The only difference is people go and tell their friends and family, buy this XRP thing and you’re gonna get rich and it artificially drives the price up. It’s literally the definition of a speculative bubble. If you remember, I said that this whole kind of sparked off because of a rumor that Coinbase were gonna add Ripple to their app. In the last couple of days, Coinbase have come out and said, we’re not adding any new assets that was just a rumor.
So the price of Ripple quickly crashed 20% who knows what it’s doing now, I haven’t really checked. Ultimately, I hope this is just a case of people not being educated and they’re gonna go out there and endeavor to become more educated about this stuff. People just throwing their money at things without really knowing what they are and I just think it’s a sad state of affairs if that’s what cryptocurrency has become. People just putting their money into something regardless of the technical background of the thing.
Why is Ethereum so slow?
So moving on, Ethereum, we’ve seen its price also go up with the market over the last couple of weeks I think it’s hovering at around $1,000 right now. But this increase in price coupled with the fact that there’s severe scaling issues with the Ethereum protocol has meant that the network is really suffering and it costs a lot of money to send Ethereum to anybody right now. Just sending Ethereum to somebody right now will cost around $2 or $3 and if you’re trying to interact with ERC-20 tokens those tokens that ICO’s use, it’s gonna cost more than that.
And then you’ve got to wait for the backlog of these transactions to get picked up by miners which is taking even longer and what it ultimately results in is that token exchanges can take hours if not days to process. This is a really big problem especially for exchanges who have to deal with people withdrawing their money and the exchanges have to set the fees accordingly. In addition, when people are trying to deposit into exchanges they’re obviously getting a lot of support emails saying hey I sent this token two days ago, where is it? And it’s not really the exchanges fault at all it’s the Ethereum network itself. As a result, we’ve actually seen some exchanges such as Bittrex holt the creation of new deposit addresses on their exchange.
So if you’re a new user, you basically can’t use Bittrex for anything Ethereum or ERC related. Ethereum scaling is a really big challenge and I’m not sure that something like payment channels is really a silver bullet that’s gonna solve all of this. As per our previous cryptocurrency weekly video I was talking about how fees are another big problem that we need to address. With payment channels, you have to open and close them so those fees aren’t gonna go away. As the price hikes up and up and up these fees are gonna go up as well because the fiat price that people are exchanging for goes up.
So what might have been a 20 cent fee a couple of weeks ago might now be $1 fee. I don’t have a good solutio to this problem but I’m sure somebody out there is working on it. On the topic of exchanges we’ve seen in the last couple of weeks exchanges picking up the pace at which they’re delisting certain ERC-20 tokens on their platforms. They have a variety of reasons they deem for delisting a token. It used to be just about transaction volume and if enough people weren’t really trading the thing they would de-list it. But these days, there’s a whole bunch of other fears that the exchange’s have about whether the thing might be deemed as a security in the future which could put the exchange in hot water.
Just yesterday, several tokens were announced to be de-listed from Bittrex including some pretty big ones that people have been excited about and people are starting to freak out about whether the tokens that they hold could just be de-listed tomorrow. The general rule of thumb here and this is not legal financial advice at all. I think if the token can be redeemed for a tangible good or service then it’s kind of safe because just like you were sold an Amazon gift voucher which you can then redeem for something. If there isn’t a working platform or good or service you can redeem that for and the token’s only use is to send between one another with no real purpose then that’s a little worrying.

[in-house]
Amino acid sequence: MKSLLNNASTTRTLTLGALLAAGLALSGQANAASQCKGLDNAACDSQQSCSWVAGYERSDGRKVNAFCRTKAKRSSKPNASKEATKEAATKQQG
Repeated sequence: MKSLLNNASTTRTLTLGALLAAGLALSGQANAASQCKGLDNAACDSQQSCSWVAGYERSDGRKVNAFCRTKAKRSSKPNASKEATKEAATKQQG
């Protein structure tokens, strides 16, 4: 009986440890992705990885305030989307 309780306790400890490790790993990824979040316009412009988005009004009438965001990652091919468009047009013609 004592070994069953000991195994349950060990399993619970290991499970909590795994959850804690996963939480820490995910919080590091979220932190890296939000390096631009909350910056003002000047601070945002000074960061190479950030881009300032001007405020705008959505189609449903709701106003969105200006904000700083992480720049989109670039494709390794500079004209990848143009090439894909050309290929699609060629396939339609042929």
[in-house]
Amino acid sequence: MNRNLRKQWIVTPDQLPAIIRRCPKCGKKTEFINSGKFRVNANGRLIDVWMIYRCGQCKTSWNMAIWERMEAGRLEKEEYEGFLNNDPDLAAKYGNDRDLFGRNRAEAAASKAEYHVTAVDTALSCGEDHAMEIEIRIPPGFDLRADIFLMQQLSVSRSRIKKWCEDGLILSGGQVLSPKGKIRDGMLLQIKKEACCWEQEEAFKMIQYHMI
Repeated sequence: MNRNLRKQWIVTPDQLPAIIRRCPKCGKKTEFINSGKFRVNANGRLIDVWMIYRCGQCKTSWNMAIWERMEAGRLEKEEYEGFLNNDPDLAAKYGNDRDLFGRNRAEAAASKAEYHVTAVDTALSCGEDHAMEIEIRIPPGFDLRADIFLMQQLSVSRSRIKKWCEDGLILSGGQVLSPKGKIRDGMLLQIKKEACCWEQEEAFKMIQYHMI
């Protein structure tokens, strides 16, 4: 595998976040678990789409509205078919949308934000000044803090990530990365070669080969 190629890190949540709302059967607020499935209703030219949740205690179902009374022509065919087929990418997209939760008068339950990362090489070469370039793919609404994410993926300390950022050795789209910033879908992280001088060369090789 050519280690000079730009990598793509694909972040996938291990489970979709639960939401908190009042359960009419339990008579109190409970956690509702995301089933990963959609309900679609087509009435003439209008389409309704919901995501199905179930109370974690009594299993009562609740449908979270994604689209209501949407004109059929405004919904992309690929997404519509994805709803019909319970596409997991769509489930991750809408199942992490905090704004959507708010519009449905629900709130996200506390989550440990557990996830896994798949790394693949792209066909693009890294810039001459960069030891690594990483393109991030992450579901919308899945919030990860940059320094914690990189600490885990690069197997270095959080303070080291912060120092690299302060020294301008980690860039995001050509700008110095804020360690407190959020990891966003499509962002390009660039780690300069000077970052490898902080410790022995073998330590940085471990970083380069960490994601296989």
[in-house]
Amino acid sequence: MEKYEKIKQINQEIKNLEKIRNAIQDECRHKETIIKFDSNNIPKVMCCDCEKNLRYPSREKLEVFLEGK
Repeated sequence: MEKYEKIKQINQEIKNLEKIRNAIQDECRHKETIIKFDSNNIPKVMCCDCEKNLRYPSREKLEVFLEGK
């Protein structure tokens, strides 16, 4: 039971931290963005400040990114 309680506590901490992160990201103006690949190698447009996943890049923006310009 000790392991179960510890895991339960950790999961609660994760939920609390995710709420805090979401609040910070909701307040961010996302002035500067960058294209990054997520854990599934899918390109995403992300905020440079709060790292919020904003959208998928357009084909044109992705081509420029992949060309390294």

ICO tokens being delisted?
I actually think we’re gonna see a lot more of this behavior over the next couple of months with exchanges de-listing tokens they’re just not sure about and their lawyers might be freaking out about. I think we’ll start seeing regulatory bodies start coming down on these ICO’s that have launched over the past 12 months and kind of setting a case and a precedent that they’ll then use moving forward.
This puts exchanges in a really hard spot because they don’t want to be doing anything illegal so I think their lawyers are probably going to tell them to take the safest bet which is de-listing anything that isn’t 100% legit. I called this out a while ago on a previous video but I think the first half of this year, 2018 is gonna be really interesting when we start seeing the cookie kind of crumble because we’re at a point where a lot of these ICO‘s from last year are failing to deliver on their roadmaps and also, the regulatory bodies had time to do their homework and kind of take stock of everything that’s happened. It’s really just a watch this space for now but it’s gonna be interesting and I’ll keep you all up to date with it through these videos.
Now I know you’re probably thinking Jackson, do another technical video I want to promise there are more coming. I’m probably gonna be doing a video around just byzantine fault tolerant protocols such as Stellar and also videos around things like Iota, Cardano things that these new cutting-edge technologies which people seem interested in. I also want to do a Mimblewimble video because it sounds cool but it’s also very cool technology. So that’s it for today. I hope you found this video helpful. If you did, please subscribe and you’ll get weekly updates just like this. If you learnt something from this video or just brought you up to date please click that like button, it really helps. Until next time, thanks for watching. See you later.